It has been so warm this last week that we have been able to get out into the garden and do a little weeding.  Maisy (age 5) loves to help any way she can, and she was thrilled that she came across an earthworm while helping me out.  She was so tickled by the little fella that when we went to the library the other day we looked for a book about earthworms and came across this one.  It was a fun read and she was amazed at the role these tiny little creatures play in the ecosystem.  

Of course, we needed to do a worm art project also.  I cut a couple pieces of yarn about 12 inches long and put a couple different paint colors onto paper plates.  I got out some brown and orange construction paper to resemble dirt.  The idea was to paint little worms burrowing around in the "dirt" using the yarn.

Mina (age 3) wasn't real interested in the book, but she absolutely loves to paint so she was the first to get started.  Right away she understood how to drag the yarn across the paper to make her worm tracks.
Mina was a little worried about getting messy today.

Maisy on the other hand took a few minutes to understand the idea wasn't to roll up the yarn in a ball and use that as a paint brush.  This is her second painting and she started to give that worm some nice swirls around the paper.

After the girls had made some nice worm paths, I decided we would try another technique with the yarn.  I helped out my daughter's 1st grade class last year with an art project similar to this one.

We took a piece of construction paper and folded it in half the long way.  I had my daughter lay the string on one side of the paper - the curlier the design the better.   Had I been planning this piece of art from the beginning, I would have cut the yarn a bit longer so we could make more curves with the yarn.

I had her leave a small piece of the yarn hanging out the bottom, then we folded the other side over.  I held down the paper while she pulled out the yarn.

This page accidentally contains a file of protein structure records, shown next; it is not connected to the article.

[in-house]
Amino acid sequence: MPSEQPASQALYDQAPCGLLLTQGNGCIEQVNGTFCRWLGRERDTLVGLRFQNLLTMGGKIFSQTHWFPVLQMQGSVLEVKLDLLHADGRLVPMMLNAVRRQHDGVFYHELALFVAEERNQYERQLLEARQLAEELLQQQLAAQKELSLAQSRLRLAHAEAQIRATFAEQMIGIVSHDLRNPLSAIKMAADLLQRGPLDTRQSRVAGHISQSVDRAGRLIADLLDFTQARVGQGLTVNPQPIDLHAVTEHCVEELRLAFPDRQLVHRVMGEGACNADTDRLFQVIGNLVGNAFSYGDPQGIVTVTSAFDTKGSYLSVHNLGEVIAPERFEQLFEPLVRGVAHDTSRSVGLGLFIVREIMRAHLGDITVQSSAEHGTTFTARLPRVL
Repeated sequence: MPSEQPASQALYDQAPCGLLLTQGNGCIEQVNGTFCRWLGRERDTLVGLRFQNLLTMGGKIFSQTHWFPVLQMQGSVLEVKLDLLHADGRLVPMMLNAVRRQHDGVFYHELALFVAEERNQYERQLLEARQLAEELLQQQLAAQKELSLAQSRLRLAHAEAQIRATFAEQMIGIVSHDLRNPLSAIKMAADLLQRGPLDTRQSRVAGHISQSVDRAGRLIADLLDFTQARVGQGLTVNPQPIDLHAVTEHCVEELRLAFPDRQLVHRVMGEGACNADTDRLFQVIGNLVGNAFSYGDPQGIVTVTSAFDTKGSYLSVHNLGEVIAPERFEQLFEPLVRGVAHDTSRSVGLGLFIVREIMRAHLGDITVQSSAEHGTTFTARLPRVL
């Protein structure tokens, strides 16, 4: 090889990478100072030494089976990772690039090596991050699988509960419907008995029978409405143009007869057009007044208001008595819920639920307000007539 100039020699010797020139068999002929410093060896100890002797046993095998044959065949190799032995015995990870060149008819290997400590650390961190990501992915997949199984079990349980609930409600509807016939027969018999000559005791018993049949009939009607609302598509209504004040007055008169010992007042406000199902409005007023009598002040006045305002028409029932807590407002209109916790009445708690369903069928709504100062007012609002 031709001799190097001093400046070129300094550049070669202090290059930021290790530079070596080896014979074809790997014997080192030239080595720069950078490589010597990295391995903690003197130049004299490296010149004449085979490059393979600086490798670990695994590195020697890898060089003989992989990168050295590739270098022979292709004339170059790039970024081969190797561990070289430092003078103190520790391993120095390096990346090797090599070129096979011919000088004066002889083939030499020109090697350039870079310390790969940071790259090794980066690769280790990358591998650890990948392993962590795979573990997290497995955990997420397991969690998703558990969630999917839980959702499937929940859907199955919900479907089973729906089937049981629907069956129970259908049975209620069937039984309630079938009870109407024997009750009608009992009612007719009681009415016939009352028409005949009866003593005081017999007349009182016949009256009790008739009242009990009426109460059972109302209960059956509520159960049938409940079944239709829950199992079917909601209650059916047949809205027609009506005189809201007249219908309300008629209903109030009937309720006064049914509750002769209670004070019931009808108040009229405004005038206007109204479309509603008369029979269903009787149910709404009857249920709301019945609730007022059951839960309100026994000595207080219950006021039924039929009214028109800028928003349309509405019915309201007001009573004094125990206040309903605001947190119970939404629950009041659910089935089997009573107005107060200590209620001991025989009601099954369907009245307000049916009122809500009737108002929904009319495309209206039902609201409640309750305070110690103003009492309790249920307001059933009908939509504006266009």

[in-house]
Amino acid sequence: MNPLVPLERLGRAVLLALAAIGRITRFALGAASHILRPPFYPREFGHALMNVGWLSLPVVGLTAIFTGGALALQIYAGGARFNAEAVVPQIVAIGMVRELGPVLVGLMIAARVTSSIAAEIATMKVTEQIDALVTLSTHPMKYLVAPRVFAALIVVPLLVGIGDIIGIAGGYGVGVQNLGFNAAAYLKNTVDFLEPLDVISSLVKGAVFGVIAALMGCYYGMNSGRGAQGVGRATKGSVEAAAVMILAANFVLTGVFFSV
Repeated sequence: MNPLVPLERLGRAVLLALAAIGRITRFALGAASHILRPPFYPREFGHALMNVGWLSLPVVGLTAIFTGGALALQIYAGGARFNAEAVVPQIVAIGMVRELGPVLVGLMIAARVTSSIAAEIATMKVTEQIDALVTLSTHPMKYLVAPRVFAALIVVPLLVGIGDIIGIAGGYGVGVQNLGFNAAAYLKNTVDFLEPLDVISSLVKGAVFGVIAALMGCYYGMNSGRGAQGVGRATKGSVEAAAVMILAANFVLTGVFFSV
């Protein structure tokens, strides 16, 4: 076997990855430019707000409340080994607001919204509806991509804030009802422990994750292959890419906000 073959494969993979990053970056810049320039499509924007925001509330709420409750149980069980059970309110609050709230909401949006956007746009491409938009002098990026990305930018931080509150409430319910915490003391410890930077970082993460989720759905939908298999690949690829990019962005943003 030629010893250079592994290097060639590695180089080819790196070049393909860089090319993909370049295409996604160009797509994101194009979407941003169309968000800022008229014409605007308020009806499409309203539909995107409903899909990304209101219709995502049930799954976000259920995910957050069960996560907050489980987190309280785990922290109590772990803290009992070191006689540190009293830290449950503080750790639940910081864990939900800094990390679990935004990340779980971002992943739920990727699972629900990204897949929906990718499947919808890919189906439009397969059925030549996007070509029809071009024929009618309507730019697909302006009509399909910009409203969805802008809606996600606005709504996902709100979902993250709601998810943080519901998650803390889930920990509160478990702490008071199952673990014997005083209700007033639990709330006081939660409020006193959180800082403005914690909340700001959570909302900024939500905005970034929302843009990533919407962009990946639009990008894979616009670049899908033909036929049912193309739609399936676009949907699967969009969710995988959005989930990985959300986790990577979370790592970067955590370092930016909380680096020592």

This part works much better with 2 hands, but then who's going to take the photo?

Then she opened up the paper and had a fun symmetrical painting on her paper.  We repeated with the second color and this is what we ended up with.
 
Maisy's on the left and Mina's on the right.

Painting with yarn is something my girls hadn't done before.  I have also seen wonderful worm paintings done by No Time for Flashcards, The Chocolate Muffin Tree, and Share and Remember.
Mina's finished worm painting


What other fun things have you been painting with lately?

Tuesday, March 6, 2012

Writing a story

Maisy is at the age that she wants to start writing books.  She is learning to read and is so excited about writing and making up her own stories.  I love the simple story lines she and her sister come up with.

What I think I love even more is that Lou and Maisy wanted to work together in writing their stories.  When Maisy writes, she tends to leave out all vowels so it's a little tough for me when she asks me to read it and I have to ask her what it says.  She wanted me to write the words for her, but when Lou came home from school she wanted to be Maisy's scribe.

Here's a glimpse of one of the stories Maisy came up with.  If you can't tell, we are a little obsessed with cats at the moment.

What stories do your kids like to tell?